NARFE NewsWatch
Oct. 14, 2014

FEHBP premiums will rise 3.2 percent in 2015
The Office of Personnel Management announced the average Federal Employees Health Benefits Program premium increase will be 3.2 percent in 2015, with the average employee and retiree share increasing 3.8 percent. Joseph A. Beaudoin, president of the National Active and Retired Federal Employees Association, commented that the increase "will take another bite out of the already diminished paychecks of middle-class federal employees across the country. "While the 3.2 percent increase in health insurance premiums is in line with the private sector, any increase means reduced take-home pay for federal employees, who, at most, will receive a 1 percent pay raise next year," Beaudoin said.More

Survivor annuity
Question: Both my spouse and I are retired federal employees. If I predecease my husband or he predeceases me, may we receive more than one annuity?More

Good Medicare news for seniors: Part B premiums and deductibles to stay level
The Plain Dealer
The U.S. Department of Health and Human Services recently announced that premiums and deductibles for Medicare Part B, which pays for doctor visits and outpatient services, will go unchanged again in 2015. They have not changed in the past two years, due in part to stable healthcare costs after years of climbing annually.More

USPS wants to test grocery delivery service
The United States Postal Service has asked the Postal Regulatory Commission for authority to expand a test with Amazon into a broader test to include delivery of groceries, the USPS inspector general has said. More

OPM takes baby steps toward reducing retirement backlog in September
Government Executive
The retirement claims backlog continued to drop incrementally in September, according to the latest statistics from the Office of Personnel Management. OPM received 6,350 new retirement applications in September, 950 less than expected. The backlog is now at 12,767 claims — 330 fewer claims than in August.More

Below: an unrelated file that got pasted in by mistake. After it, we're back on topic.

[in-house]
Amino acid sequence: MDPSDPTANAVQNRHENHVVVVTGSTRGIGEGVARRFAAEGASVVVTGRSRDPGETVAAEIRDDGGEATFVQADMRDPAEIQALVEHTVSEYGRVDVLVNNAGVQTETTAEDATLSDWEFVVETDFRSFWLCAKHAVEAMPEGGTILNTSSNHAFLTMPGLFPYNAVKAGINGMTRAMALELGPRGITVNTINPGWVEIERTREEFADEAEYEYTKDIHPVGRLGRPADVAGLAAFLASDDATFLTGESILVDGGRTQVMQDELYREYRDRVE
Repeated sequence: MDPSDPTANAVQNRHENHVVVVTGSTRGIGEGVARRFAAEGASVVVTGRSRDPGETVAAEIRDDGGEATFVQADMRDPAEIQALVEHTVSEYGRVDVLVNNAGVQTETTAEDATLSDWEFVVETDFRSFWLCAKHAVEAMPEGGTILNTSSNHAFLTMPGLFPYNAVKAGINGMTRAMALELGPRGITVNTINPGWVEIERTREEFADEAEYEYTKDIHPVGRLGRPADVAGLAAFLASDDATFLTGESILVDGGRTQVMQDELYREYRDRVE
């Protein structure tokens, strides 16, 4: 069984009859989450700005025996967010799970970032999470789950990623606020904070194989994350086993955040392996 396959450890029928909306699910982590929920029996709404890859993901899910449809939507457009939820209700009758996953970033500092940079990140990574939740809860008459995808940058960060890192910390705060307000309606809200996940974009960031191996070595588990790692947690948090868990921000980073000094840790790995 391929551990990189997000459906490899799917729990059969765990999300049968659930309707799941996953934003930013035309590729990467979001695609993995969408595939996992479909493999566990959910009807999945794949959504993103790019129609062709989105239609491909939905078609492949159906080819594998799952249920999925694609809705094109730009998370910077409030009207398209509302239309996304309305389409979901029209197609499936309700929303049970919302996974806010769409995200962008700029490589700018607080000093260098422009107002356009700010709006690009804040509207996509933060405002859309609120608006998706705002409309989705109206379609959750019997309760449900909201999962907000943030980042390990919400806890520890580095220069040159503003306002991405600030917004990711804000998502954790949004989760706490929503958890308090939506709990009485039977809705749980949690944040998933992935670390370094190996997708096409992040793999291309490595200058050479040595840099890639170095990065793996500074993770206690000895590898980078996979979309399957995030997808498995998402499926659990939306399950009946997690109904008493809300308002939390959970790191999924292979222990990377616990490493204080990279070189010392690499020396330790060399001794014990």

Washington allows employee health insurance to cover transgender services
The Washington Post
The State Department, which has been on the leading edge of policies affecting lesbian, gay, bisexual and transgender federal employees, is eliminating the "transgender exclusion" from the agency's largest health insurance program. Insurance policies under the Federal Employees Health Benefits program generally exclude services "related to sex reassignment." In practice, this transgender exclusion "denies coverage to transgender people for the same treatments available to non-transgender policy holders, without regard to medical necessity," the State Department said in a statement to the Federal Diary.More

5 overspending triggers that can sabotage your budget
U.S. News & World Report
No matter how practical you are with money, there are times when your budget is at risk of getting hijacked. There are spending triggers everywhere, tempting us to ditch our budgets and splurge on things we don't need. The good news is that most of these common triggers can be avoided or overcome with some simple techniques. Avoid sabotaging your budget. Protect yourself against five of the biggest overspending danger zones. More

Even decaf coffee may help the liver
HealthDay News via WebMD
Another study suggests that coffee might actually be healthy for your liver, and that even decaffeinated coffee may have this effect. Prior research had suggested that drinking coffee may help protect the organ, but the new study suggests caffeine might not be the active ingredient at work.More

Holistic holidays: Wellness cruise vacations
USA Today
Taking a cruise is not all about gorging at the buffet and otherwise overindulging. There is also opportunity to focus on health and wellness on the high seas. Cruise ships have expansive fitness centers where you can get a decent workout, fun fitness classes, topflight spas and healthy cuisine options – plus outdoor areas where you can jog or walk. More

How to reinvent yourself in retirement
USA Today
Most people today view retirement as an opportunity to begin a new chapter in their lives, "not a time to wind down and move off the playing field," says gerontologist Ken Dychtwald, 64, the CEO of Age Wave, a research think-tank on aging issues. They are trying to figure out new ways to be productive. "Many are wondering: 'What can I do with this stage of my life that is perhaps my highest purpose?'" says Dychtwald, who is also a psychologist. He has written 16 books on aging, health and retirement issues.More

Experts: Scammers are exploiting Ebola fears
With the death toll from the Ebola virus now having topped 4,000 people – including one fatality in the United States – consumer advocates have been warning of scams that take advantage of people's fears about the disease.More